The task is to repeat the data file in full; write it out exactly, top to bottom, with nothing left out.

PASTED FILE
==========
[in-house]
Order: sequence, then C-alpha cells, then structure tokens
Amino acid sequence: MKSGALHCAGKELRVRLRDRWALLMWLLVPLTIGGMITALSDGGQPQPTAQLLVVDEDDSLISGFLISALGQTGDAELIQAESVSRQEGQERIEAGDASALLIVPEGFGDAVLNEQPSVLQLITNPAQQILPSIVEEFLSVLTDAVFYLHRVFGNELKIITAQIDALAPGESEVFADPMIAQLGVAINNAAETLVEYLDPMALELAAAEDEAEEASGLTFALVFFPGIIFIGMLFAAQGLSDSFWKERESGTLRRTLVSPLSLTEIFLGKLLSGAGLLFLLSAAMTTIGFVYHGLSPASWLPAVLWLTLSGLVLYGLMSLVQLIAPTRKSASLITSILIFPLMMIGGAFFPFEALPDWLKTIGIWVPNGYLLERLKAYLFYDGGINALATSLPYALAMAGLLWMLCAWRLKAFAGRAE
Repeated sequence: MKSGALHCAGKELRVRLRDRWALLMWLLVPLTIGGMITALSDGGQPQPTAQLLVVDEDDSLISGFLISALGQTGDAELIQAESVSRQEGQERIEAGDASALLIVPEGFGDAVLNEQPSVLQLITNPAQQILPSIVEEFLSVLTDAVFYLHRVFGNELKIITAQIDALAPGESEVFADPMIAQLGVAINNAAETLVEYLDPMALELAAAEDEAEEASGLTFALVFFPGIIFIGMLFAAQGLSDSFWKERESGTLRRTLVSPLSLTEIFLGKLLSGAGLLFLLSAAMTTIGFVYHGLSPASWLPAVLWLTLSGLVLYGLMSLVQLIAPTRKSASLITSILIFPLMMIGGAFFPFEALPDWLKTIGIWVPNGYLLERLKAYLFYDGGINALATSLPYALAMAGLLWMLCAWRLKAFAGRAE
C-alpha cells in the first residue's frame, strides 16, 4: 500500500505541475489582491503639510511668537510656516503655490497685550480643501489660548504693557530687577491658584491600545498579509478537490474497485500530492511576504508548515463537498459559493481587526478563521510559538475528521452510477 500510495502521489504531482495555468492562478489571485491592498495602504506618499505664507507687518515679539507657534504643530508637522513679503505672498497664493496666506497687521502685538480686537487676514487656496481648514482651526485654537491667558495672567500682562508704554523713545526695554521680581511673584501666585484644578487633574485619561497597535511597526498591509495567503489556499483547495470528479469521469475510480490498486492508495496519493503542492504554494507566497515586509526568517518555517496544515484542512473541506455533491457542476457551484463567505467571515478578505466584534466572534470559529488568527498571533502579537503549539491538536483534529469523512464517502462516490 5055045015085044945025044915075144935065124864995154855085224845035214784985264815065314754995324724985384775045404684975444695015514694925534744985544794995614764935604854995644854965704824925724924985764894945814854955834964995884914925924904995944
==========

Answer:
[in-house]
Order: sequence, then C-alpha cells, then structure tokens
Amino acid sequence: MKSGALHCAGKELRVRLRDRWALLMWLLVPLTIGGMITALSDGGQPQPTAQLLVVDEDDSLISGFLISALGQTGDAELIQAESVSRQEGQERIEAGDASALLIVPEGFGDAVLNEQPSVLQLITNPAQQILPSIVEEFLSVLTDAVFYLHRVFGNELKIITAQIDALAPGESEVFADPMIAQLGVAINNAAETLVEYLDPMALELAAAEDEAEEASGLTFALVFFPGIIFIGMLFAAQGLSDSFWKERESGTLRRTLVSPLSLTEIFLGKLLSGAGLLFLLSAAMTTIGFVYHGLSPASWLPAVLWLTLSGLVLYGLMSLVQLIAPTRKSASLITSILIFPLMMIGGAFFPFEALPDWLKTIGIWVPNGYLLERLKAYLFYDGGINALATSLPYALAMAGLLWMLCAWRLKAFAGRAE
Repeated sequence: MKSGALHCAGKELRVRLRDRWALLMWLLVPLTIGGMITALSDGGQPQPTAQLLVVDEDDSLISGFLISALGQTGDAELIQAESVSRQEGQERIEAGDASALLIVPEGFGDAVLNEQPSVLQLITNPAQQILPSIVEEFLSVLTDAVFYLHRVFGNELKIITAQIDALAPGESEVFADPMIAQLGVAINNAAETLVEYLDPMALELAAAEDEAEEASGLTFALVFFPGIIFIGMLFAAQGLSDSFWKERESGTLRRTLVSPLSLTEIFLGKLLSGAGLLFLLSAAMTTIGFVYHGLSPASWLPAVLWLTLSGLVLYGLMSLVQLIAPTRKSASLITSILIFPLMMIGGAFFPFEALPDWLKTIGIWVPNGYLLERLKAYLFYDGGINALATSLPYALAMAGLLWMLCAWRLKAFAGRAE
C-alpha cells in the first residue's frame, strides 16, 4: 500500500505541475489582491503639510511668537510656516503655490497685550480643501489660548504693557530687577491658584491600545498579509478537490474497485500530492511576504508548515463537498459559493481587526478563521510559538475528521452510477 500510495502521489504531482495555468492562478489571485491592498495602504506618499505664507507687518515679539507657534504643530508637522513679503505672498497664493496666506497687521502685538480686537487676514487656496481648514482651526485654537491667558495672567500682562508704554523713545526695554521680581511673584501666585484644578487633574485619561497597535511597526498591509495567503489556499483547495470528479469521469475510480490498486492508495496519493503542492504554494507566497515586509526568517518555517496544515484542512473541506455533491457542476457551484463567505467571515478578505466584534466572534470559529488568527498571533502579537503549539491538536483534529469523512464517502462516490 5055045015085044945025044915075144935065124864995154855085224845035214784985264815065314754995324724985384775045404684975444695015514694925534744985544794995614764935604854995644854965704824925724924985764894945814854955834964995884914925924904995944